Nonviolence: A Brief History

An exploration of nonviolence begins in recognizing the longstanding history of it.  Today we take a brief look at its practice over time.

Nonviolence can be traced back through literature to the 6th century BC in India, most notably in the writings of  Mahavira and the Buddha.  In the 5th century BC it is found in China in the writings of Mo Di.  Another major expression appears in the 4th century BC in Greece in the writings of Aristophanes and Plato.

In all these writings, the foundational idea is ahimsa– ‘no wounding’–what we today refer to as “doing no harm.”  The term ‘nonviolent resistance’ is a newer way to describe this longstanding principle in philosophy and religion to refrain from damaging another through words or deeds.  The means advocated for doing no harm have varied over the centuries and also depending on the type of harm being inflicted.

Worth noting in this blog series is that John Wesley made “doing no harm” the first of the General Rules of the United Societies–the precursor to all the denominations which trace their origin to early Methodism.  Wesley’s use of “do no harm” was not his invention, but rather the expression of a commitment he saw in his Anglican tradition–itself a child of Roman and Orthodox Christianity, where the same idea can be found.

More recently, Mahatma Gandhi naturally assumed the posture of nonviolence from his Hindu tradition (within which he included Jainism and Buddhism), but he also saw it in Judaism, Christianity, and Islam.  He was particularly influenced by Jesus’ teaching in the Sermon on the Mount in general, but particularly in Matthew 5:38-41.

Gandhi’s influence upon Martin Luther King Jr. came through his reading of E. Stanley Jones’ book, ‘Gandhi: Portrayal of a Friend,’ writing “This is it!” in the margin where Jones was describing Gandhi’s nonviolent principles.  King went on later to write his ‘Six Principles’ and ‘Six Steps’, which are still taught at The King Center in Atlanta.

The idea of nonviolent resistance continues to be lived out by people like John Lewis, and by a host of women and men committed to it (e.g. the “Waging Nonviolence” movement: http://www.wagingnonviolence.org).  I  have also been influenced to explore it through the witness of people like Thomas Merton and Dorothy Day.

The point today is to show that a commitment to nonviolence is stepping into a stream which has been flowing for thousands of years. It is a legitimate and often effective means of resisting evil and achieving a greater good.  And most of all, it is a way to keep the fruit of the Spirit alive in the midst of struggle and suffering.

For Further Reading
     Robert Holmes & Barry Gan, ‘Nonviolence in
          Theory and Practice,’ 3rd ed (Waveland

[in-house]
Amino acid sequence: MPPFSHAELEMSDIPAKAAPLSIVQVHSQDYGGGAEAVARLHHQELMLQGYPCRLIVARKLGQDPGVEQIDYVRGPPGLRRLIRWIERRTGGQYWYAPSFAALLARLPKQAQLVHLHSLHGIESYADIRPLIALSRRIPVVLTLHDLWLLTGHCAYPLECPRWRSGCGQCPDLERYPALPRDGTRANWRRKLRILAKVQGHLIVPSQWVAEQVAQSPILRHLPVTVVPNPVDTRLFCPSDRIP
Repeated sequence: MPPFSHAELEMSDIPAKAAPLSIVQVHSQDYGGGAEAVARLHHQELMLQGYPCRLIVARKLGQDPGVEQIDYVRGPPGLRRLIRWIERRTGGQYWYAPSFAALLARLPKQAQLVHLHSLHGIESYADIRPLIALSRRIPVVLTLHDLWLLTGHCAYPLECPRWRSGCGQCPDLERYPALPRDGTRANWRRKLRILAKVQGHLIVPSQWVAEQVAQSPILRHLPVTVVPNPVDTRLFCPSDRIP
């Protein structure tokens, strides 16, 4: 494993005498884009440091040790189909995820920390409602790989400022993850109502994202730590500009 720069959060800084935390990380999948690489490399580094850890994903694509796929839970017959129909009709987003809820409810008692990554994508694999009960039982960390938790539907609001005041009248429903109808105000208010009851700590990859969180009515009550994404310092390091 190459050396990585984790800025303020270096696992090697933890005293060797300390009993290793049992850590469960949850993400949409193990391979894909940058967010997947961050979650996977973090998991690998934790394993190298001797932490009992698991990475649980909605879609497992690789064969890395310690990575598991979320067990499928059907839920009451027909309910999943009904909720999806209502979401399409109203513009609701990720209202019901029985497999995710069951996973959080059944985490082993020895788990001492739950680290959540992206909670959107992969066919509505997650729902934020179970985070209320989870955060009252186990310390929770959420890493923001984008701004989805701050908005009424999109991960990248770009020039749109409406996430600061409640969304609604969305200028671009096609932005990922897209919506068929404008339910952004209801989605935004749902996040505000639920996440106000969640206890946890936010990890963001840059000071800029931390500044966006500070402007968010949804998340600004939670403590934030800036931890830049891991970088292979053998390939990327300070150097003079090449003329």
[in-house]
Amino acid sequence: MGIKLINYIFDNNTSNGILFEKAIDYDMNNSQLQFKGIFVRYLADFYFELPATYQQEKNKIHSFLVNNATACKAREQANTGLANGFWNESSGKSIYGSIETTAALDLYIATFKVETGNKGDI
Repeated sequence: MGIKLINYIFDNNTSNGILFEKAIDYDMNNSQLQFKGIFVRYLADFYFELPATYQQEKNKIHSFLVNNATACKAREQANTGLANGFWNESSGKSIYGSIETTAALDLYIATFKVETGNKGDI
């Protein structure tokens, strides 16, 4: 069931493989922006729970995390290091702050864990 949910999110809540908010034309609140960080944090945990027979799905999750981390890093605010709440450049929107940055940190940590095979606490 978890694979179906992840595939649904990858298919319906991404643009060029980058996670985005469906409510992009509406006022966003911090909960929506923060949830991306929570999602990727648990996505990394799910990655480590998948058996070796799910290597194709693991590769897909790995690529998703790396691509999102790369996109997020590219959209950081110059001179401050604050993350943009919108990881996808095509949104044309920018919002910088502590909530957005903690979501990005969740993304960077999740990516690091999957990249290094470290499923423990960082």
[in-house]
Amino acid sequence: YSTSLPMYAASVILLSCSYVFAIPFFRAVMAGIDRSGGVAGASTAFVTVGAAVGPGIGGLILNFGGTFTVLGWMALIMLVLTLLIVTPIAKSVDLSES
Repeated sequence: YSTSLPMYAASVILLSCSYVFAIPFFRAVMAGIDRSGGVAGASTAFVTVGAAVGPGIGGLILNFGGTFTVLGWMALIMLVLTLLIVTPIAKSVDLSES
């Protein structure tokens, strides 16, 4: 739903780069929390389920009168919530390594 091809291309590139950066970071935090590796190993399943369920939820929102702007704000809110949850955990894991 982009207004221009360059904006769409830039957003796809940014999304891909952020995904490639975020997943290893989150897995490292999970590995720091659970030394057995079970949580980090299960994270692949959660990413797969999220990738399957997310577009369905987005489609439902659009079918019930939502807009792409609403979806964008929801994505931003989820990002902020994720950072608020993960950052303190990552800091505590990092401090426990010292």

Press, 2011)
     Ramin Jahanbegloo, ‘Introduction to
          Nonviolence’ (Palgrave Macmillan, 2014)
     Gene Sharp, ‘Waging Nonviolent Struggle’
          (Porter Sargent Publishers, 2005)

About jstevenharper

Retired seminary professor, who taught for 32 years in the disciplines of Spiritual Formation and Wesley Studies. Author and co-author of 31 books. Also a retired Elder in The Florida Annual Conference of The United Methodist Church
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One Response to Nonviolence: A Brief History

  1. Thomas Samuel says:

    Hi Dr. Harper,
    Thank you for sharing this excellent article on the history of nonviolence ( “Ahimsa”) principle , it’s origin in the citadels of major world religions and through the teachings of Jesus from the” Sermon on the Mount”. It is very significant that you alluded to the thread and connection of those nonviolent principles that captured the hearts and lives of three great men of diverse cultural, religious and national backgrounds of the 20th century. How nice It was to,witness their role in bringing about the Independence and liberation from the enslaving forces that subjugated and treated other people as sub human beings in two continents in the last century, both in India and here in the USA. India wone it’s Independence from the British rule in 1947 and the people of African descendants received their civil rights restored in the USA in the late 1960’s. Thanks to Mahatma Ghandi and Martin Luther King Jr who lived out and practiced those Principles of nonviolence that brought about the changes. We Methodists can be so proud of Dr. E Stanley Jones, that great Methodist Missionary Statesman whom you mentioned and whose friendship, dialogue and personal Interaction that played a part in Mr. Gandhi embracing all of the Beatitudes as the guiding principles of his life and especially advocating Ahimsa ( non- violence) as his lifestyle. You wrote how ESJ and his writings on Ghandi influenced King and the nonviolent principles he embraced. I think ,that the 21st century Methodists could use a course on ESJ and his influence on the two great world leaders, Ghandi and King. But ESJ would never take credit for himself, and he would emphatically state that it is Christ and Christ alone who,deserves the credit for his life and actions as a great Missionary,Statesman of the 20th Century.
    It is quite ironic that the three persons; Jesus, Gandhi and King who,espoused Ahimsa, the nonviolence lifestyle ultimately suffered brutal and violent deaths by the hands of those who,perpetrated hatred, violence and evil.
    I am struggling with the question of how we can live out the principles of Peace and nonviolence in today’s world filled with Human atrocities, killings, violence and terrorism ( ISIS, Syria, Iraque, Afganistan, our streets and neighborhoods) as a follower and disciple of Christ when the first instinct is to strike back , retaliate and bring about retribution.
    Tom Samuel.

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